20VC CRV's George Zachary on His Relationship To Money and How it has Changed Over Time, Why The Best Founders Have Often Experienced Parental or Home Instability and The Stories Behind Investing in Unicorns; PillPack, Yammer and Udacity



In this episode of "20 Minutes VC," host Harry Stebbings interviews George Zachary, general partner at CRV, a venture firm with a successful track record including investments in Airtable, Doordash, and Dropbox. George, with a 21-year venture career, shares insights on the intersection of computer science and bioengineering in advancing health, reflecting on his tenure at CRV and previous experience at Mohr Davidow Ventures. He also discusses the importance of founder conviction, the influence of personal challenges on his investment focus, and the dynamics of wealth on personal relationships. Additionally, George emphasizes the significance of generational transition in venture firms, advocating for the inclusion of younger partners with fresh perspectives. Throughout the conversation, George's investment philosophy shines through, prioritizing human connection over data and championing founders with a need, rather than a mere desire, to create impactful companies.

Summary Notes

Introduction to George Zachary and CRV

  • George Zachary is a general partner at CRV, an early-stage venture firm with a successful portfolio.
  • CRV's portfolio includes companies like Airtable, Doordash, Dropbox, and Niantic.
  • George's focus at CRV is on advancing health through bioengineering and computer science.
  • His notable investments include Pillpack, Udacity, Scribd, and Health IQ.
  • George's venture career began before his time at CRV, with over six years at Mohr Davidow Ventures.
  • The show host, Harry Stebbings, expresses admiration for George's 21-year career in venture capital.

"So I'm very excited to welcome George Zachary, general partner at CRV, one of the nation's oldest and most successful early stage venture firms, with a portfolio including the likes of airtable, Doordash, Dropbox, Neantic, and many more."

This quote introduces George Zachary and the venture firm CRV, highlighting the success and notable companies within their portfolio.

George's Entry into Venture Capital

  • George became interested in computers before the internet era, starting in 1977.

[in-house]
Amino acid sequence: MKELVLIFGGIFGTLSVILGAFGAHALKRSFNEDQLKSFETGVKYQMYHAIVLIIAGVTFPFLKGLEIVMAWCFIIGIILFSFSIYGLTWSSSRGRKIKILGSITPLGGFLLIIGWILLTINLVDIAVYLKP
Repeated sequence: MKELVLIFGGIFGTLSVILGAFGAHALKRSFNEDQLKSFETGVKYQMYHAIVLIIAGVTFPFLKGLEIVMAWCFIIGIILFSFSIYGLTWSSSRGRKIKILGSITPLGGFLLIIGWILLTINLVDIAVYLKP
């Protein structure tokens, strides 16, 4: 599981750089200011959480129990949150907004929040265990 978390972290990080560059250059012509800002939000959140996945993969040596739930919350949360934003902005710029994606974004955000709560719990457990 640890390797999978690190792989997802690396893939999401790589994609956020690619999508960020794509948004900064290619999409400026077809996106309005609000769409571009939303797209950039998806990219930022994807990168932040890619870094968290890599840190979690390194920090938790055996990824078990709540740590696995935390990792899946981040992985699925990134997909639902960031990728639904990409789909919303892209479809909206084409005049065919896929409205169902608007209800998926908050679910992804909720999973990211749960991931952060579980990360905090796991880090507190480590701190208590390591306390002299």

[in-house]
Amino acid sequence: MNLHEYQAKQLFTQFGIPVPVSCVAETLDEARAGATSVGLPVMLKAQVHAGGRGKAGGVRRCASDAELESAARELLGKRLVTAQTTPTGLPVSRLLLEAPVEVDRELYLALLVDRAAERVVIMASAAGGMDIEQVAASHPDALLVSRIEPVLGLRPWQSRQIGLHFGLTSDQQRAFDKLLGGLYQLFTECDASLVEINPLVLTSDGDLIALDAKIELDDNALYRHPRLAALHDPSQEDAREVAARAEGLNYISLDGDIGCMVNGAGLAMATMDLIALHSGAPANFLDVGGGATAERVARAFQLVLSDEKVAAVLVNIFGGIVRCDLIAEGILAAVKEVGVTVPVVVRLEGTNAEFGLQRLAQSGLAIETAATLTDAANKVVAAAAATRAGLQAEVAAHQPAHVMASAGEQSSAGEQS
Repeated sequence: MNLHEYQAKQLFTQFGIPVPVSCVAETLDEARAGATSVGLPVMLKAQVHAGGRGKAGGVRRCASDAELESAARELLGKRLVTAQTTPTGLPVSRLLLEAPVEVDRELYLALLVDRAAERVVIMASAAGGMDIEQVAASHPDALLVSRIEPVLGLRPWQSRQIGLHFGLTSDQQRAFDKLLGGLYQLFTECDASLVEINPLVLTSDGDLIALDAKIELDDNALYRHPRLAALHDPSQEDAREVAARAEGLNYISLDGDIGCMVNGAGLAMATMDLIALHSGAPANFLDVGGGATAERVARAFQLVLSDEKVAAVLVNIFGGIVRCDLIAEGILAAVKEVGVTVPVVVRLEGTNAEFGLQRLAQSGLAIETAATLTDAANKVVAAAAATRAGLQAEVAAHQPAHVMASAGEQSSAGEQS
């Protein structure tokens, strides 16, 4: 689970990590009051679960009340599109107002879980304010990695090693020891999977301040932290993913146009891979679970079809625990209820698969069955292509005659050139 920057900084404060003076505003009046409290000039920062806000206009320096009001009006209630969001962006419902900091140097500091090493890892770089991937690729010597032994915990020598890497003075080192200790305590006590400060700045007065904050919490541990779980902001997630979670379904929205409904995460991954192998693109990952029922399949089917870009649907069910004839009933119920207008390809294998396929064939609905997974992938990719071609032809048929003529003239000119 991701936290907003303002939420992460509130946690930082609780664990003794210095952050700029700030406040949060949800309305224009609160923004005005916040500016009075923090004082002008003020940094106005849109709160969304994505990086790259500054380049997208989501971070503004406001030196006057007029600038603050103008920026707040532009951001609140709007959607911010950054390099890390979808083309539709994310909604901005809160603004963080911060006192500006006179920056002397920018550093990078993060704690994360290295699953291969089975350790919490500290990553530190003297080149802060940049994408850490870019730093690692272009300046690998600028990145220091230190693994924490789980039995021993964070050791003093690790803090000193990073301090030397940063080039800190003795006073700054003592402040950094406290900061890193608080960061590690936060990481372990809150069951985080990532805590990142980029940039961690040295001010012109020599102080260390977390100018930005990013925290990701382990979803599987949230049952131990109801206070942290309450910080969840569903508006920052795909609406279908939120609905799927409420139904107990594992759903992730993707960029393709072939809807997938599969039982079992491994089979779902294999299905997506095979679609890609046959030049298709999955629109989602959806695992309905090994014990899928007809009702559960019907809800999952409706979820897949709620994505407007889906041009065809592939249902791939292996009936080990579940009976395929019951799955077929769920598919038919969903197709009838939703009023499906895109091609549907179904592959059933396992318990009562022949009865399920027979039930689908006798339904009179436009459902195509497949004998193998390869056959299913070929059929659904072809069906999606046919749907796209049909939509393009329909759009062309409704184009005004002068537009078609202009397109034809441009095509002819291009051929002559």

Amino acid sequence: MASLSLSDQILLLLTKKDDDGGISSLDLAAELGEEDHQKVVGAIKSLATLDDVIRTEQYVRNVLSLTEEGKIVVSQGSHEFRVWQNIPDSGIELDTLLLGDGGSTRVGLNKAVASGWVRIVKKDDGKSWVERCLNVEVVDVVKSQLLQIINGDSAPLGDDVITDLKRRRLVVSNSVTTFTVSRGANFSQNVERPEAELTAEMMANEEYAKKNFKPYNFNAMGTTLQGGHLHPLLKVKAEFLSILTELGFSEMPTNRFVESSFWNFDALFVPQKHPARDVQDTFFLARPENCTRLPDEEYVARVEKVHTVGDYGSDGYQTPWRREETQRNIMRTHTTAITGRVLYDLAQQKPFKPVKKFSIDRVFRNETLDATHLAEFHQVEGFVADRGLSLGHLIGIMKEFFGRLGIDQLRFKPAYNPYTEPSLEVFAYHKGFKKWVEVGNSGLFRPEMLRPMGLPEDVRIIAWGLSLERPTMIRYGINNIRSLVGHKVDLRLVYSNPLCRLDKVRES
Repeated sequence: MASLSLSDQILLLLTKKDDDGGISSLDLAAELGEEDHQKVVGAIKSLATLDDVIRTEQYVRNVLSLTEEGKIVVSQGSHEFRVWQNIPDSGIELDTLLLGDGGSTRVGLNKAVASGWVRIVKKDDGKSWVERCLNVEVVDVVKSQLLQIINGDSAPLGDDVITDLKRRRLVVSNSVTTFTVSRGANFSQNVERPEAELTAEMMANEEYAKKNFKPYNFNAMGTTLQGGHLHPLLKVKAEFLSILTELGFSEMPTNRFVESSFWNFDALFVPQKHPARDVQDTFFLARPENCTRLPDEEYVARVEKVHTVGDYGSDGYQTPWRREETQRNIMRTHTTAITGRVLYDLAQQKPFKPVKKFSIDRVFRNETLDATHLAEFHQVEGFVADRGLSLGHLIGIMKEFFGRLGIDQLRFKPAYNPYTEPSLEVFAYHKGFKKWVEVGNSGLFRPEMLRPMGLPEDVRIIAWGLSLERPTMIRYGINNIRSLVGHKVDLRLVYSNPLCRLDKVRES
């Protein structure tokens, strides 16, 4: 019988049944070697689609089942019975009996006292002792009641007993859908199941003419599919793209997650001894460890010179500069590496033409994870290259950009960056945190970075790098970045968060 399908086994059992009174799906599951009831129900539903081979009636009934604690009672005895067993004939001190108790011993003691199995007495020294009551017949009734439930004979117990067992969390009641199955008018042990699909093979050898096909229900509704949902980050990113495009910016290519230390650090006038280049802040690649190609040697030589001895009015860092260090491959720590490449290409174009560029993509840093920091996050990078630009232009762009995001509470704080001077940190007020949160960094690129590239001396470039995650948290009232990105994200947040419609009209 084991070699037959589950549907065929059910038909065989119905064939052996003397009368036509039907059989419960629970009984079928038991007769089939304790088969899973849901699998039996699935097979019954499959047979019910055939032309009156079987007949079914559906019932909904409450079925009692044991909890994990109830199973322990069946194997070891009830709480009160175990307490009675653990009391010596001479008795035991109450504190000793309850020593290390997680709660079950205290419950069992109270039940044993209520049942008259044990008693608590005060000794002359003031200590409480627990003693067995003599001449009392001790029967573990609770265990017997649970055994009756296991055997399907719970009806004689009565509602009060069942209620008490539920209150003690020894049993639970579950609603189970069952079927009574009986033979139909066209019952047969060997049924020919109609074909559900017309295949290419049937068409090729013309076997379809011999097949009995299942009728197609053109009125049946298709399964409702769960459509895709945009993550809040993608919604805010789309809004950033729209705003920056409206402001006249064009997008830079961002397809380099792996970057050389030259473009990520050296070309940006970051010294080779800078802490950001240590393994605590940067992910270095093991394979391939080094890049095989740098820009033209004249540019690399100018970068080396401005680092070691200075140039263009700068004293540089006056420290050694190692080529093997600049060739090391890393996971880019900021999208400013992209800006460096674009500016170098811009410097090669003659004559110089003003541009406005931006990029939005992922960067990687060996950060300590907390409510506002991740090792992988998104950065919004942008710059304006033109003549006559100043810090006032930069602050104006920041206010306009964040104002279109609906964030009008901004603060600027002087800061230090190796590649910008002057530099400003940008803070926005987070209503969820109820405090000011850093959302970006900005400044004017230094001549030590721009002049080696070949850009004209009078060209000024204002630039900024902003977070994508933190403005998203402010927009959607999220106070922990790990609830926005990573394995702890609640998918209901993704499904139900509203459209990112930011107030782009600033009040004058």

• His career was a series of startups, leading to an offer to join the venture business in 1995.
  • Initially, George misunderstood venture capital as a leisure-focused career but later realized its true nature.
  • He was drawn to venture capital because of the opportunity to work with innovative people and ideas.

"I got involved with computers when computers were called computers and there was no Internet... I realized it was about meeting super interesting people that wanted to start doing new cool and exciting things and having a chance to work with them."

This quote explains George's initial misconception about venture capital and his eventual realization of its true nature involving collaboration with innovative individuals.

Impact of Economic Cycles on Investment Mindset

  • George witnessed the dot-com bubble in 2000 and the financial crisis in 2008.
  • These events taught him to be cautious and not get swept up in overvaluation and hype.
  • He became more conservative with investments, especially those requiring significant capital over time.
  • George emphasizes the importance of being mindful of the investment cycle's stage when financing companies.

"It's made me think about being careful about getting involved in capital intense projects, that the further on you are in the cycle, the more careful you should be about financing companies that will take lots of rounds of capital."

This quote reflects George's cautious approach to investing in capital-intensive projects, especially later in economic cycles, due to the risks associated with potential overvaluation.

Balancing Realism and Optimism in Partnership Discussions

  • George believes in investing in great companies at good prices rather than good companies at great prices.
  • His decision-making is based on personal conviction and reasonable entry pricing.
  • He acknowledges the difficulty in pricing, especially during times of inflated valuations.
  • George reflects on how valuation expectations have changed over time, with seed deals becoming more substantial.

"I'd rather invest in a great company at a good price versus a good company at a great price."

This quote encapsulates George's investment philosophy, emphasizing the importance of conviction and reasonable valuation in decision-making.

Developing Human-Led Conviction in Investments

  • George has a high success rate in venture capital, attributed to his ability to assess founders and ideas.
  • He focuses on personal excitement and the founder's presentation rather than market size reports.
  • His early investment in Elon Musk's first company exemplifies his conviction-led approach.
  • George credits his upbringing in New York City for his ability to quickly gauge people and their energy.

"I've had this my entire career, and I do not know why. It comes basically from the sense of listening to the founder and listening to the idea of what they're doing, being very focused on everything they're saying..."